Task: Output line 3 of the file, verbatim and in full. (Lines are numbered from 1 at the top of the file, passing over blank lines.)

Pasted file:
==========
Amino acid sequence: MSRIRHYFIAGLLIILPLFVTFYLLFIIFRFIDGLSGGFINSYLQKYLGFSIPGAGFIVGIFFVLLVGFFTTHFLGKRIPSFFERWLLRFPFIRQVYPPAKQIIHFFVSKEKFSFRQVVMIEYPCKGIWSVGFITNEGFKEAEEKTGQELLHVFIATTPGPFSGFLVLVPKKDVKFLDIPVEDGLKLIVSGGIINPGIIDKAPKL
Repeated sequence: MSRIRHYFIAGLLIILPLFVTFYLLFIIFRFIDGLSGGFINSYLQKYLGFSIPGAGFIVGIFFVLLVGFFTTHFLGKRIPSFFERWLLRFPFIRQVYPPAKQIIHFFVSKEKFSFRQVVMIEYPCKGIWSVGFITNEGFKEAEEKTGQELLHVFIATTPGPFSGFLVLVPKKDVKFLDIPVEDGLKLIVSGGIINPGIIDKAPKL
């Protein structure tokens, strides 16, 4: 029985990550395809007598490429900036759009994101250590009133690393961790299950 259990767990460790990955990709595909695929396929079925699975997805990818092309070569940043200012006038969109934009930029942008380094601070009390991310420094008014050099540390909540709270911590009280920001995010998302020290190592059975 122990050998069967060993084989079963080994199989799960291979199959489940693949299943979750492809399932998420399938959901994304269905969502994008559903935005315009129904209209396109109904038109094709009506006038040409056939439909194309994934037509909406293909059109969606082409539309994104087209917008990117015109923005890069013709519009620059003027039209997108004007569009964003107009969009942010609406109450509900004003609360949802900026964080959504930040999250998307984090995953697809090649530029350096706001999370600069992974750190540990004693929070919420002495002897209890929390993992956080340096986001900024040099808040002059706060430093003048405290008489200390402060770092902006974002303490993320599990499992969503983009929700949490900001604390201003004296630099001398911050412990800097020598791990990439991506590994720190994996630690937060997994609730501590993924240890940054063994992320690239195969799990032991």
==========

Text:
């Protein structure tokens, strides 16, 4: 029985990550395809007598490429900036759009994101250590009133690393961790299950 259990767990460790990955990709595909695929396929079925699975997805990818092309070569940043200012006038969109934009930029942008380094601070009390991310420094008014050099540390909540709270911590009280920001995010998302020290190592059975 122990050998069967060993084989079963080994199989799960291979199959489940693949299943979750492809399932998420399938959901994304269905969502994008559903935005315009129904209209396109109904038109094709009506006038040409056939439909194309994934037509909406293909059109969606082409539309994104087209917008990117015109923005890069013709519009620059003027039209997108004007569009964003107009969009942010609406109450509900004003609360949802900026964080959504930040999250998307984090995953697809090649530029350096706001999370600069992974750190540990004693929070919420002495002897209890929390993992956080340096986001900024040099808040002059706060430093003048405290008489200390402060770092902006974002303490993320599990499992969503983009929700949490900001604390201003004296630099001398911050412990800097020598791990990439991506590994720190994996630690937060997994609730501590993924240890940054063994992320690239195969799990032991």